Wednesday's big stories

The great pragmatist

After their 2-0 win against Inter Milan, Real Madrid confirmed their status as contenders for everything. They sit top of Liga - by a margin of eight points - and have qualified top of their Champions League group that also contained the aforementioned Italian side, FC Sheriff and Shakhtar Donetsk. They are on a nine-game winning streak and have lost just two games all season. Two of their marquee signings are offering up as much output as an actual marquee might - Eden Hazard last started a game on September 28, and Gareth Bale last played a game for the club in August. They were also without their talisman - Karim Benzema - for the match.
League Cup
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The two games they lost - against Sheriff and Espanyol over the course of a six-day wobble - laid bare their defensive frailties, as articulated here. Yet, in the 12 games since those defeats, Real have conceded just six goals and kept six clean sheets, winning 11 of those games.
By any measure, Carlo Ancelotti has done a remarkable job.
So what has he done? First, a confession, the Warm-Up does not have a UEFA Pro Licence, but please allow it to be as bold to posit a theorem.
Ancelotti - it appears to these untrained, UEFA Pro Licence-less eyes - has done what he does best: problem solved. Does the Italian have an overarching coaching/playing philosophy à la Jurgen Klopp or Pep Guardiola? 'Ish' is probably the answer to that question: and that philosophy-ish is pragmatism. This is a Madrid in transition; they have some excellent young players but their engine - Toni Kroos, Casemiro and Luka Modric - while hardly gnarled, have an ability to press that is, it is fair to say, sub-optimal. Here comes a fact: in the midfield third they rank in the bottom five for midfield pressures in Liga. Their midfield three don't really press, and in an era where pressing is massively au fait, that should seem like a problem. It isn't.
And as stated by Ancelotti after his side's 2-0 win, he doesn't ask a team who can't compete in one way - pressing high - to compete in that way. He asks them to compete in areas they are good at.
“We’re doing well,” Ancelotti said post-match.
We’re at a high level right now and we’re playing with greater defensive solidity. Sometimes we don’t press so high but we’re fine, we’re comfortable. We don’t want to defend an open game. Sometimes that isn’t so aesthetic, but we’re doing very well.
“We have the quality to win La Liga and the quality to compete in the Champions League. There are no teams with the quality to win the Champions League, only to compete. There are more intense teams, others with more quality. We’re not intense in the defensive aspect, we don’t like defending an open game. But we have a lot of quality, a lot of experience and a lot of commitment.”
So, there you have it. Ancelotti has made a collection of good, very good and excellent players even better by asking them to do things they are good at. It seems a fairly obvious way of doing things but some - no special names mentioned - seem to be vehemently against such pragmatism.

Liverpool make mockery of 'Group of Death'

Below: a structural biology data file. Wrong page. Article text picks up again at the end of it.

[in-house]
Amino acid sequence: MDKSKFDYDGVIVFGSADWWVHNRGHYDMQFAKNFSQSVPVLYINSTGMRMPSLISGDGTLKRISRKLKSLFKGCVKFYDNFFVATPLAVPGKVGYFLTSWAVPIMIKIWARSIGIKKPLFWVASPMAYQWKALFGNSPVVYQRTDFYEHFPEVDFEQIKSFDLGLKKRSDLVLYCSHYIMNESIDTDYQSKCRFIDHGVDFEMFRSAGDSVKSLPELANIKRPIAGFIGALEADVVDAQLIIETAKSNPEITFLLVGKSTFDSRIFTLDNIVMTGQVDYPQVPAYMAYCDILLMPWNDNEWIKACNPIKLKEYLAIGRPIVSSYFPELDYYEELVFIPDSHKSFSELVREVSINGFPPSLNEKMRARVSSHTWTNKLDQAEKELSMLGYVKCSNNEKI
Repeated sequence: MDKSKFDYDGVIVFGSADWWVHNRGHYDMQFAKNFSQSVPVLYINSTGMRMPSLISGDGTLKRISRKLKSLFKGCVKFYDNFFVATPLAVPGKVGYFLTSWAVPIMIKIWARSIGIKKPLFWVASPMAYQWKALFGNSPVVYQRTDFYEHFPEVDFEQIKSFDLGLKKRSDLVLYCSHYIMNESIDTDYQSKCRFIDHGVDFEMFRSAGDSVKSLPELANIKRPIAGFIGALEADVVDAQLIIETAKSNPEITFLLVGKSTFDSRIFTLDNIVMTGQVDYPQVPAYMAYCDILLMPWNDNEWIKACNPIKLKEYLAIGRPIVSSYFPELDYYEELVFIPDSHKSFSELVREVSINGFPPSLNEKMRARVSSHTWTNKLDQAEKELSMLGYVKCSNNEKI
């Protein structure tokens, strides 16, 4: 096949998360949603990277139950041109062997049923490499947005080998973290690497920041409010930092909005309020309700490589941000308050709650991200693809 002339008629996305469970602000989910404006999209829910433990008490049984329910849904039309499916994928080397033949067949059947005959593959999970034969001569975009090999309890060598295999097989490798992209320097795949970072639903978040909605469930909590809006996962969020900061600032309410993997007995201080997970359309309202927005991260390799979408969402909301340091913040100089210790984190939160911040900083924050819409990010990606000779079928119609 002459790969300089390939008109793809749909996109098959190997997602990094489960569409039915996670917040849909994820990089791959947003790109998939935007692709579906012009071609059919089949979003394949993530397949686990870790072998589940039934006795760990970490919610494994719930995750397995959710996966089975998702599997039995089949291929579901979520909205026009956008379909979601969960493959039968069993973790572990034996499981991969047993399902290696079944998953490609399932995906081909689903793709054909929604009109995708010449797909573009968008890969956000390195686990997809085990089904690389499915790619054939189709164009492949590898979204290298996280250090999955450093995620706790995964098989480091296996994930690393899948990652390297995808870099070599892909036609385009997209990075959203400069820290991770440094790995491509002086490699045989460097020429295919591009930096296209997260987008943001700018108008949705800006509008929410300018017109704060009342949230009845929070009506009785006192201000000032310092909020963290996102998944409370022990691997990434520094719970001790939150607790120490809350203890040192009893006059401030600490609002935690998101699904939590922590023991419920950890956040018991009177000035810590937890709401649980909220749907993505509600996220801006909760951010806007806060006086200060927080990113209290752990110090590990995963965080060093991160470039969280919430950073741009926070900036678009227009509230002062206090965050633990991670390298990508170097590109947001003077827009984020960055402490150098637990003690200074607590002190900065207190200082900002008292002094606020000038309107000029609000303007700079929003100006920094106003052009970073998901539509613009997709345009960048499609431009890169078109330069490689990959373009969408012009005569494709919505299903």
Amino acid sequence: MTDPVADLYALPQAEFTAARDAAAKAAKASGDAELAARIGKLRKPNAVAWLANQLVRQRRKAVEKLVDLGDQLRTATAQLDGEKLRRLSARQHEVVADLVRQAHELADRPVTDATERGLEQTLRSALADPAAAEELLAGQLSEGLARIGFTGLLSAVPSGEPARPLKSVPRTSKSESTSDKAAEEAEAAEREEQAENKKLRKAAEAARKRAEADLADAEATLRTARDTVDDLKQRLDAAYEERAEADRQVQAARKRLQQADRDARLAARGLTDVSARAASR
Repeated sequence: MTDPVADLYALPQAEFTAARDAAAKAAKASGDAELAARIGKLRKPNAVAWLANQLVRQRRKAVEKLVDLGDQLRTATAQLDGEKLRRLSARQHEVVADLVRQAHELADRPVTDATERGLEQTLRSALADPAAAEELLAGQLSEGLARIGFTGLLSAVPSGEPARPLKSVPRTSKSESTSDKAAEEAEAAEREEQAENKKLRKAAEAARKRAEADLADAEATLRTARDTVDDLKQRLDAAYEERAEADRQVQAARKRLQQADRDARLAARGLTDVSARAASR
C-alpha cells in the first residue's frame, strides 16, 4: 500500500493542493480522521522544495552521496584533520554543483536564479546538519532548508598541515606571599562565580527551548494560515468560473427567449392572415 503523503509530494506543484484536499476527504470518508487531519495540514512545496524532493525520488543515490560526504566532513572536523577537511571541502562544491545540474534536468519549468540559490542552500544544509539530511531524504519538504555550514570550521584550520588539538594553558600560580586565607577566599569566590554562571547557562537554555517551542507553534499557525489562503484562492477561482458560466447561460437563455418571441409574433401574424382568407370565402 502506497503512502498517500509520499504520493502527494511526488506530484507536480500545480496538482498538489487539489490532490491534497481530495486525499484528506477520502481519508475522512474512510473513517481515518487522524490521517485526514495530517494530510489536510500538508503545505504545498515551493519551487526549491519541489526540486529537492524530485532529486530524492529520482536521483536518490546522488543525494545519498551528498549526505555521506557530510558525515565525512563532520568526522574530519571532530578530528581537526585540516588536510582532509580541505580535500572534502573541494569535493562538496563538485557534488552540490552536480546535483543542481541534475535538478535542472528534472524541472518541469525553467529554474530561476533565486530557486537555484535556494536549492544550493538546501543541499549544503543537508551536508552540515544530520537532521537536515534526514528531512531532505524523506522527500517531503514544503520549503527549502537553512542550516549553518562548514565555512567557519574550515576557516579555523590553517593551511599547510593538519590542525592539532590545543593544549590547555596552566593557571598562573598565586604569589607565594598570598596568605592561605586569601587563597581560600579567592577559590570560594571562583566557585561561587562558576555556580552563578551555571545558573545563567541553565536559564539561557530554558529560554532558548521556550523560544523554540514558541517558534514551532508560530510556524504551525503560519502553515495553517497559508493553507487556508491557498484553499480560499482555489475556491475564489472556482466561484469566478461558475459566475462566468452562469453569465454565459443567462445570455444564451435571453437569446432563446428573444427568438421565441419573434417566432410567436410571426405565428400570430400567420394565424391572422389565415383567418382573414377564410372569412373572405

On paper, Liverpool, Atletico Madrid, Porto and AC Milan looked like your archetypal 'Group of Death'. The champions of Spain, Europe's perennial over-achievers and a resurgent super club looked like a tough gig for the Reds. Liverpool, though, were having none of it. Six games played, six games won with their closest challenger - Atletico Madrid - some 11 points in arrears. The feat means Liverpool are the first English team to win all of their group stage matches in a single season.
The striking thing about their come-from-behind win at AC Milan on Tuesday was the team named by Klopp. It was very much of the second-string variety, with Neco Williams, Nathaniel Phillips and Tyler Morton all starting alongside more established names like Mohamed Salah and Sadio Mane.
Part of Klopp's genius is imbuing other worldly levels of confidence in his players and that was on full show when Phillips produced this moment of verifiable filth midway through the second half.
“Yeah, that was the moment of the night - c’mon, the game he played was outstanding, it’s really ridiculous!” said Klopp afterwards.

Klopp 'filled with pride' after 'exceptional' win over Milan seals group record


Storm Barra is no joke. Three balls gone in five minutes during Fleetwood Town's match against Bolton Wanderers. Top hashtag though #OnwardTogether or if you were one of those balls #Onward.
Then later on in the same match a duck trotted on to the pitch, as you do.


Benfica fans are brutal. They are not happy with the performance of their coach Jorge Jesus. Some want him out. And thus they have created a website that is best described as a click-to-return to his former club Flamengo.
NB: The Warm-Up did not click.


It is another absolute swath of European football minute-by-minute commentaries at your home of European football, Eurosport. Juventus v Malmo, FC Zenit v Chelsea, Bayern Munich v Barcelona and Manchester United v Young Boys get the treatment this evening.
In a tenuous link, Andi Thomas provides a threat tomorrow: he is here and will have been the author of the Warm-Up.
Spanish Super Cup
‘Xavi effect’ starting to be seen at Barcelona, despite El Clasico defeat - Inside Europe
13/01/2022 AT 16:15
League Cup
Klopp hits back at postponement controversy, says Salah talks in 'good place'
12/01/2022 AT 14:40